In a critique of Locke’s theory of consent (and more extreme varieties), Stephen RL Clark (Civil Peace and Sacred Order) invokes the ancient Irish system of gessa (s. geis). These are obligations placed “chiefly on great chieftains and warriors, to do or forbear, with the mythological sanction that a violation of gessa will lead immediately to death, and the psychological that such violation precisely violates the individual’s own sense of self-worth, courage, identity. A chief is known to be doomed if his weird leads him into situations where one geis or other must be violated: he must refuse to share a meal with a chance-met companion—which is forbidden to him—or else eat the flesh of an animal that is forbidden him.” Since identities “are discovered or created precisely in our acceptance of objective obligation,” the violation of an obligation is a disturbance of identity (77–8). Gessa are the Irish equivalent of South Pacific taboos.
The theoretical payoff: “We grow up among such gessa, such obligations, spells, and dares. So far from being a literal ‘superstition,’ something left over from a metaphysical or religious system that gave it sense, it is the geis which gives birth to the system, or to many systems!” It’s impossible to “justify the everyday moral and legal practices of our society on the basis of the liberal intuition, the doctrine that we can only be obliged to obey those authorities that we have consented to obey or that we ourselves see present reason to obey” (78).
Clark realizes that he’s slipping toward Filmer (Locke’s great opponent) but he doesn’t mind. He sees nothing absurd in Filmer’s suggestion that “kings, princes, and governors are in fact given reverence by virtue of their being presented as natural authorities of the same kind as parents or heroes, magical figures on whom our attention is focused quite apart from any choice of ours” (79). Filmer, he thinks, is the better historian than Locke, since “our ‘natural state’ was never an accidental congress of unobligated strangers who must somehow create for themselves the possibility of mutual trust and respect for law.” Locke’s examples are all “gatherings of deracinated, exiled bandits, ‘a handful of adventurers brought together by necessity,’ and so lacking any sense of obedience to sacred law” (80).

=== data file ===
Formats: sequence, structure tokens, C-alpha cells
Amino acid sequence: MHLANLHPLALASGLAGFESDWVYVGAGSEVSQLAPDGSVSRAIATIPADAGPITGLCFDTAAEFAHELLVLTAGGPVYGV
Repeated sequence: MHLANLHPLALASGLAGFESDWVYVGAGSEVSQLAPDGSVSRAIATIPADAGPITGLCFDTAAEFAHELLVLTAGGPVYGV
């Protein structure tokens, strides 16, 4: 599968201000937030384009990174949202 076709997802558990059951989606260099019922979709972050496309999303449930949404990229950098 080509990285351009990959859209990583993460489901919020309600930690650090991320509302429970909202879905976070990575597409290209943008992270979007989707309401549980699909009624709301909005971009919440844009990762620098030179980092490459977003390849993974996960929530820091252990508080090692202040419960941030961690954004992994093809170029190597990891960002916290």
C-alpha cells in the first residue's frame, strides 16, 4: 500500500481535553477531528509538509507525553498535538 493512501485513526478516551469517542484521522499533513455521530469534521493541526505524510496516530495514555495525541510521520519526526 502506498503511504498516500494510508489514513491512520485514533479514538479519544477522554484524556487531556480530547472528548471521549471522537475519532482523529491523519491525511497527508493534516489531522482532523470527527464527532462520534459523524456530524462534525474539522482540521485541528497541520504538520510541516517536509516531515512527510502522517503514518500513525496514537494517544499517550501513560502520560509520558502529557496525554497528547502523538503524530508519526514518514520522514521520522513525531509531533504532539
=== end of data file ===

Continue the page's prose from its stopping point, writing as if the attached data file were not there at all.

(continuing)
That’s not where most of us start our lives: “What is natural to us is to live in families, alliances, and clans where particular figures stand out as our authorities and are themselves laid under gessa not of their own contrivance to take care of their subjects. If there were no such experienced obligations our obedience could only ever be a forced obedience, a laying down of arms for fear of the stronger sword. Political authority would always rest . . . simply with the most powerful group” (80). It doesn’t follow that these obligations are absolute or unlimited, but the limits are not determined by consent: “the limitations on princely or parental authority are themselves taboos, gessa, obligations which do not rest on any explicit contract.” Clark even thinks that Lockean liberalism is successful only because it borrows such obligations, only because it is founded on something other than consent. That Englishmen were able place limits on the power of kings showed that they had the power to lay a geis on him or remind “him of a geis laid by a superior” (80).
Clark, like Paul Kahn, puts liberalism in its place by showing that liberalism cannot provide a liberal defense of its own foundations.